Bring on the ice cream seasonTourism
A summer without ice cream? That’d be like pizza without the cheese, or marzipan without the almonds. As it happens, the temperatures these last few days have been so high that an ice cream would be a welcome way of cooling down. So where are the best places in Bremen to get your hands on an icy treat? I can think of a few off the top of my head. And so I set off to visit them.
When I started my tour of Bremen’s ice cream scene two weeks ago, summer still seemed some a long way off. It’s a measly 16 degrees centigrade as I step into Die Eismacher, an ice cream parlour in Buntentorsteinweg. “Well, you seem to have brought the winter with you,” says owner Guido Casutt as a welcome. At least the sun is shining. On hot summer days the place is packed by noon at the latest, Mr Casutt tells me. So I’ve come at the right time: while it’s quiet I can ask a load of questions and try some of his yummy ice cream.
This is one of the oldest locations in Bremen for selling ice cream, Mr Casutt tells me. In the 1970s there was an ice cream parlour just a few houses up. The corner house with the number 246 has been a parlour for almost 20 years, and Mr Casutt took it over many years ago.
As I step behind the counter to take some photos of the ice creams, he points to a large mixer set into the worktop. “This is one of the few built-in whipped ice cream machines around,” he says proudly. Normally, these machines can only be found at fairs, he adds. And the taste of the creamy white ice cream does in fact remind me a bit of a fairground. The chocolate sprinkles on top, the sweet cream, the cone – they all remind me of my childhood and of a time when I was excited about going to the fair.
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Everything made in store
Die Eismacher make their own ice creams on site. Every day you can find up to thirty different flavours on display. These range from old favourites such as vanilla and chocolate, to more exotic flavours such as lemon and basil, yoghurt and cucumber, and mascarpone and peanut. The sauces, including chocolate and caramel, are all made on site. Even the egg liqueur – delicious poured over a nut sundae – is home made. Mr Casutt offers apprenticeships in ice cream making, passing on his wealth of knowledge to the next generation. And it would be a shame, I think to myself as I leave, if all those delicious recipes were to be lost.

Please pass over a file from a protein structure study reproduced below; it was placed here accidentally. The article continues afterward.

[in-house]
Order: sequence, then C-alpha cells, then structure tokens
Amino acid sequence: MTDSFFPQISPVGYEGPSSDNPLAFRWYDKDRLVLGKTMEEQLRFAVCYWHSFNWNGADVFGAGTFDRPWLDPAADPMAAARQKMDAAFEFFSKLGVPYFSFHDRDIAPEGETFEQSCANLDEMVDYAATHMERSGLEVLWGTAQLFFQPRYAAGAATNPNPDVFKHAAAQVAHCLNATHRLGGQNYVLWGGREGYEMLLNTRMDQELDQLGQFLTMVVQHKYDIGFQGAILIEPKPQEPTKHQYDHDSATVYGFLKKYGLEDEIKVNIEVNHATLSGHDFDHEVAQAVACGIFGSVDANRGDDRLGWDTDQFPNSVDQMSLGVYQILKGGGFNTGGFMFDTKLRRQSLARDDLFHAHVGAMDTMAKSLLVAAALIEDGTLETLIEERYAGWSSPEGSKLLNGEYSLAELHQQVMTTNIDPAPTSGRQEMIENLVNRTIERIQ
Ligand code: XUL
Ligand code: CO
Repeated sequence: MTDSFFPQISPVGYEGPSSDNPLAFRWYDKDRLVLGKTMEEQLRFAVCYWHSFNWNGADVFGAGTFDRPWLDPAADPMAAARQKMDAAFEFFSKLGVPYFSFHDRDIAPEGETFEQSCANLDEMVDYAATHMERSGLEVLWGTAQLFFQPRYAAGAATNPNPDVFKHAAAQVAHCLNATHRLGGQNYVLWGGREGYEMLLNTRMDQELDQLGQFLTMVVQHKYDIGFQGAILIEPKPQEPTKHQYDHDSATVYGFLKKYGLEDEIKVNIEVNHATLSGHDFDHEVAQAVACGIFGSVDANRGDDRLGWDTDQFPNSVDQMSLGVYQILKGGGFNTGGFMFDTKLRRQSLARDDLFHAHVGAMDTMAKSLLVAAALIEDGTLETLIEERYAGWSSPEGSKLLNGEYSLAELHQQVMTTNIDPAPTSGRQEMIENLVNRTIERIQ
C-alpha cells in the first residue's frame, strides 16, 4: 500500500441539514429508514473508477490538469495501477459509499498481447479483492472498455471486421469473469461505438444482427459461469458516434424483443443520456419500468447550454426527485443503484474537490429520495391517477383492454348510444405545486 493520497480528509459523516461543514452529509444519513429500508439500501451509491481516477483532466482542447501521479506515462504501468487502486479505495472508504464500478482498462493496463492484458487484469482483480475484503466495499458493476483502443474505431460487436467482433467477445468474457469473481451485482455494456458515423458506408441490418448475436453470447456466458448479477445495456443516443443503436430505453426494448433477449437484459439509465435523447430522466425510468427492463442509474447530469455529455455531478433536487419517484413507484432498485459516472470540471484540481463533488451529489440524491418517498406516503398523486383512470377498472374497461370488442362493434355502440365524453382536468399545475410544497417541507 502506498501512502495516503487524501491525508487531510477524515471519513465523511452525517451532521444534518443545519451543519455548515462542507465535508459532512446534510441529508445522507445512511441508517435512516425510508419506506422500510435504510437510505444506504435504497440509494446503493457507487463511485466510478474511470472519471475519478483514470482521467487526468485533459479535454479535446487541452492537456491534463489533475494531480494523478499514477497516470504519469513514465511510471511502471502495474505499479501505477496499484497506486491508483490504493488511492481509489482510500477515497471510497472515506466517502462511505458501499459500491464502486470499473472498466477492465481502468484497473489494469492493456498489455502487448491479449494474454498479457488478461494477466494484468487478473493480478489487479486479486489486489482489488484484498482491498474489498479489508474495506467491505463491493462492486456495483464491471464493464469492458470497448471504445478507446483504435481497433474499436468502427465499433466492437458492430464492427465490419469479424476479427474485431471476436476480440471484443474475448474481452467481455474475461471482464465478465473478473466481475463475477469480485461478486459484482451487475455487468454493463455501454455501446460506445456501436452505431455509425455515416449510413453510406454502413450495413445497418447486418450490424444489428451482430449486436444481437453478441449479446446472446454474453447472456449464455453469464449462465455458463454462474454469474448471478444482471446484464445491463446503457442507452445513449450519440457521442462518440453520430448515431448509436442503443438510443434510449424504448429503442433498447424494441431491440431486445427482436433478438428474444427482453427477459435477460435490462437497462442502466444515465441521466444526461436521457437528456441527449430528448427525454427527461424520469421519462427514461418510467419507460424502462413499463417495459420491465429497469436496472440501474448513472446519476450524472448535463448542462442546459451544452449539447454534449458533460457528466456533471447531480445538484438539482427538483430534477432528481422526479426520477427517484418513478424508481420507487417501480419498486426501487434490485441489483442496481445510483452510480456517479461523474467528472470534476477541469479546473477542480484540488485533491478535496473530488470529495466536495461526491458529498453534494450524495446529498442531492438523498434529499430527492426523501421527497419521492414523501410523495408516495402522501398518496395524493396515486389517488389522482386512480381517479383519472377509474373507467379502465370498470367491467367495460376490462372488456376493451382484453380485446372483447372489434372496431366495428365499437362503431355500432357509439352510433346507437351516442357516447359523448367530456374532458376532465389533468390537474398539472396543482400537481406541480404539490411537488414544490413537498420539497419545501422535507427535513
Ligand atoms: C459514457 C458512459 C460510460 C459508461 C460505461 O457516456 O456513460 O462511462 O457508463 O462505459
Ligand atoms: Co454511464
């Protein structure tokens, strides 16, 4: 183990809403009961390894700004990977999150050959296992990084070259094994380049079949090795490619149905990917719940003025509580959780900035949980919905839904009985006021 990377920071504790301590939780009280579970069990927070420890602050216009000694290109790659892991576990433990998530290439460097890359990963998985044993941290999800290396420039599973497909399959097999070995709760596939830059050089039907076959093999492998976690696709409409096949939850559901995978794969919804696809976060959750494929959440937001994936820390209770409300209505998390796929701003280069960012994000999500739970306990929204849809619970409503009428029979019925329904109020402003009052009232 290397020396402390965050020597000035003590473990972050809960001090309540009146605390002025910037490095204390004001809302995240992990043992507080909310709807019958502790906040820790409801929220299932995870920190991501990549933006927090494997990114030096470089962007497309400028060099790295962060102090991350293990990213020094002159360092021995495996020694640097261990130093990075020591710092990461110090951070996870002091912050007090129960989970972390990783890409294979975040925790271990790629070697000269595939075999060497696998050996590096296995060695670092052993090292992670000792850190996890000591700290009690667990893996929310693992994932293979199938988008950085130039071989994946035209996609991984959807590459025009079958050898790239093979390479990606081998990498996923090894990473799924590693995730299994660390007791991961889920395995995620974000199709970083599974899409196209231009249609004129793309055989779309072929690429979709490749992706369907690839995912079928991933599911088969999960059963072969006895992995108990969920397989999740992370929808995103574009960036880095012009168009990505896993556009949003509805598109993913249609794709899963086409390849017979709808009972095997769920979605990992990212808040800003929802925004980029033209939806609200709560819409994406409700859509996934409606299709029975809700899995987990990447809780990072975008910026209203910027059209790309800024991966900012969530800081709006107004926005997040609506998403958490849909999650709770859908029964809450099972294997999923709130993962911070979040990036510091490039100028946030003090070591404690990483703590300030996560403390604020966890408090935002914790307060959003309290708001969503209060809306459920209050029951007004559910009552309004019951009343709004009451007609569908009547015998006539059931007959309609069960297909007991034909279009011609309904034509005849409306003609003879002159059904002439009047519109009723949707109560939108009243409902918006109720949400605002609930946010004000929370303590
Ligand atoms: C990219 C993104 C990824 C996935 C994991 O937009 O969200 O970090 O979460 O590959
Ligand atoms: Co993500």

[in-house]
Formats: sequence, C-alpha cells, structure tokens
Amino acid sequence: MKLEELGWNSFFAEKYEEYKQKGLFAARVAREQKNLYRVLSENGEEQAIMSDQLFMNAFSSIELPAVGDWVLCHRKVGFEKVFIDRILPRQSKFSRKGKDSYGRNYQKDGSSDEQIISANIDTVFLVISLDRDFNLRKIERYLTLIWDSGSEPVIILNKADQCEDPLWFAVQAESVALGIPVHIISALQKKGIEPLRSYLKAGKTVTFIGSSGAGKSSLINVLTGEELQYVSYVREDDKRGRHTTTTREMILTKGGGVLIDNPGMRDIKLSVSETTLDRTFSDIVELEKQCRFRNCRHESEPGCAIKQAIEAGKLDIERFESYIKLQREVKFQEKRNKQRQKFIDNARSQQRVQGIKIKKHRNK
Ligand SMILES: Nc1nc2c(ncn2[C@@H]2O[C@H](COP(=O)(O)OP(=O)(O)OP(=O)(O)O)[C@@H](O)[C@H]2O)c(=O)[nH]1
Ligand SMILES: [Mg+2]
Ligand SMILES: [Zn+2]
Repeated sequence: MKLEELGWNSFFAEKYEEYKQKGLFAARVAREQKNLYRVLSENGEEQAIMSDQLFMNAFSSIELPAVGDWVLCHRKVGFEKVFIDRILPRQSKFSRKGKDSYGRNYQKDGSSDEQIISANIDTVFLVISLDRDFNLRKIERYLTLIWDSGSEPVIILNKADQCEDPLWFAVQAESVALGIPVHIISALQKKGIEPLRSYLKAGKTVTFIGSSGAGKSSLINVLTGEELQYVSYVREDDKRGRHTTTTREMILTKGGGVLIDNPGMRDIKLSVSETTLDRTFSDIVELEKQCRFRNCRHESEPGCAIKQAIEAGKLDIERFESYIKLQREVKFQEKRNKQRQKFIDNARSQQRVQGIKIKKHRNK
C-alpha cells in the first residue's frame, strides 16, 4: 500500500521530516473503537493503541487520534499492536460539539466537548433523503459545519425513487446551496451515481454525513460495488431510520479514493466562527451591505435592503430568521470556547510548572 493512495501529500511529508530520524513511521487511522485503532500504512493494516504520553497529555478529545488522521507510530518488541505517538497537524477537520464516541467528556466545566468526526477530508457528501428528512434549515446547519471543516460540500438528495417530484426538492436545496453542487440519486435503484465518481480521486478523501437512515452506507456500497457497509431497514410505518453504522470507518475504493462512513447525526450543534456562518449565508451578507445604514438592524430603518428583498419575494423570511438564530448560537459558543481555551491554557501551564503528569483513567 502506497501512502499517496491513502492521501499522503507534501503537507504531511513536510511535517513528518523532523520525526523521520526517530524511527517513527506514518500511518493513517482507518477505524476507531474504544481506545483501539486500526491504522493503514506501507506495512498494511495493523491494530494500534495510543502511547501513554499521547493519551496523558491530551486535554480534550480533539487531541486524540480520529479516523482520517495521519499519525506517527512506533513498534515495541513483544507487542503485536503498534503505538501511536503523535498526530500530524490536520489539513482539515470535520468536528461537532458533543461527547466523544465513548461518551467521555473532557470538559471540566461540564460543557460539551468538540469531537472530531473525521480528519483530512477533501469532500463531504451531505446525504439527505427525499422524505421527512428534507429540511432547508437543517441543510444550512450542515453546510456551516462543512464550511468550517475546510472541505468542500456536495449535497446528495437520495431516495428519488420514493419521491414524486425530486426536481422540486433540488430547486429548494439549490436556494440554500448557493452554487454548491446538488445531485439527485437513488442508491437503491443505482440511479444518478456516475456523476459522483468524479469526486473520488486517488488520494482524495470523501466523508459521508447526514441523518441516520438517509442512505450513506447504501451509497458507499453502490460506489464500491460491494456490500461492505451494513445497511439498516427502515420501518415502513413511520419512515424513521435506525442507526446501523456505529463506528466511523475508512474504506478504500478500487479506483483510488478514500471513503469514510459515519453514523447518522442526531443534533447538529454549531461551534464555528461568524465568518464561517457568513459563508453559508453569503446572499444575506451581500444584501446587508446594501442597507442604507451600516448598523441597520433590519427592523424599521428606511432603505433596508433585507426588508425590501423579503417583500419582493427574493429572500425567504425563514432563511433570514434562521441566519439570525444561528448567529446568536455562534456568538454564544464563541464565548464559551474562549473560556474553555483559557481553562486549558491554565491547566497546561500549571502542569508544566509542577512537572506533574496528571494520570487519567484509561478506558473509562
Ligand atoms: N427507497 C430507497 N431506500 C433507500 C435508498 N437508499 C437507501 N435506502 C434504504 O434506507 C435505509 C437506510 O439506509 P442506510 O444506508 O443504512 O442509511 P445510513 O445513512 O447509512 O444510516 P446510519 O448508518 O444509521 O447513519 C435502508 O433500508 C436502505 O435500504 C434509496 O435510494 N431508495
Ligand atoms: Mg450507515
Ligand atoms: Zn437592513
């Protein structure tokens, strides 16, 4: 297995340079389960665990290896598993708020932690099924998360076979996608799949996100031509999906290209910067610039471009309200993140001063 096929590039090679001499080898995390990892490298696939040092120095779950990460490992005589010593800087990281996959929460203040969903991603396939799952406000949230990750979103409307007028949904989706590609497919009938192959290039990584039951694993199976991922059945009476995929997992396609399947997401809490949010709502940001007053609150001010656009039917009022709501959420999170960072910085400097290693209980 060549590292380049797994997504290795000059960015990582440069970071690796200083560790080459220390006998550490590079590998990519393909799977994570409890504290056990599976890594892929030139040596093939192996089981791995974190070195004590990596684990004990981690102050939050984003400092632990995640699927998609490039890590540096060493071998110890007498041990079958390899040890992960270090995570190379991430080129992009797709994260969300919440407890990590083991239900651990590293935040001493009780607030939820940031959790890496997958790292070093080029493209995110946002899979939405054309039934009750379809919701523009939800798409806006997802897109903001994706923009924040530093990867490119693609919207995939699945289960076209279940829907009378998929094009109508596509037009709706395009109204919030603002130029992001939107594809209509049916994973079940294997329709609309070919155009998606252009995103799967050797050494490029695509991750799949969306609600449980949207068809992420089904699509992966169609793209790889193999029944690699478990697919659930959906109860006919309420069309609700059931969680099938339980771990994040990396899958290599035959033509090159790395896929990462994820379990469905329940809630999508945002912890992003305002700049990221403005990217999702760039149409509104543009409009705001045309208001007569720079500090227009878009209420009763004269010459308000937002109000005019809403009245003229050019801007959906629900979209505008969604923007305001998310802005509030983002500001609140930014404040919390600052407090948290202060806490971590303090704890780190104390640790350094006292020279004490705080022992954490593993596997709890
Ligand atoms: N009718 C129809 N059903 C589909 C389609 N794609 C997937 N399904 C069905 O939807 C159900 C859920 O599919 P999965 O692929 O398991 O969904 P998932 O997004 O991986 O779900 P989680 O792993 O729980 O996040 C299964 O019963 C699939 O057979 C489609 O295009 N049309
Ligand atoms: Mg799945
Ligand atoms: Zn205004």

It’s all in the name: the team at Eislabor, German for ice cream laboratory, are up for any flavour experiment. And I find that out for myself when I visit their main shop on Am Schwarzen Meer. Hardly any of the 16 flavours are what you would call run-of-the-mill. Buttermilk is probably the most everyday option. The unusual flavours on sale today include Campari and orange, ginger and orange, date, and sugar beet.
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The flavours change daily, and the ice cream is always made on the day. “In total, we have sold more than 550 flavours,” owner Damir Birač tells me. He opened his first parlour in the district of Peterswerder eight years ago, and recently opened a second shop in the Steintor quarter.
Eislabor is renowned not just for its unusual flavours, but also for its use of natural ingredients and for the wide range of vegan and lactose-free ice creams on offer. So I give every flavour on display a go (every customer can ask to do so) and discover that sugar beet isn’t really my thing. All the other flavours are certainly more up my street, and there’s a veritable explosion on my tongue. The range of taste sensations goes from fizzy to creamy and ends with refreshingly fruity. Yummy. I finally settle on a scoop of Campari and orange and enjoy it outside in the sun on one of the colourful benches.
Bremen’s ice cream scene
Bremen has quite a few ice cream parlours. They can be found across the city, from Walle to Hemelingen and from Blockland to Huchting. I could happily spend all day working my way through their chilled offerings, and I’m sure I would still discover one or two exotic delights. There are also several places in the city centre where you can buy ice cream over the counter. On Stavendamm street in the Schnoor quarter I try a scoop of stracciatella. As I wander through the narrow lanes the creamy treat almost melts away, so I quickly lick it up and revel in its decadence. All the while, my musical subconscious quietly hums the tune of a hip-hop song from the 1990s: “Ice, Ice, Baby.”
According to recent statistics, the Hanseatic city of Bremen is Germany's greenest big city, with 60 square metres of green space per inhabitant. The many parks and green spaces in the city include world-class spaces, such as the Bürgerpark and the Rhododendron park, both of which are of German and even world renown. By its own account, Bremen is home to the world's largest collection of rhododendrons. Let's take a walk.Learn more
The greenest major city in Germany is Bremen - with an average of 60 square metres of sports, leisure and recreation space per person. Parks, sports facilities, but also water areas invite you to relax from the hustle and bustle of the city every day.Learn more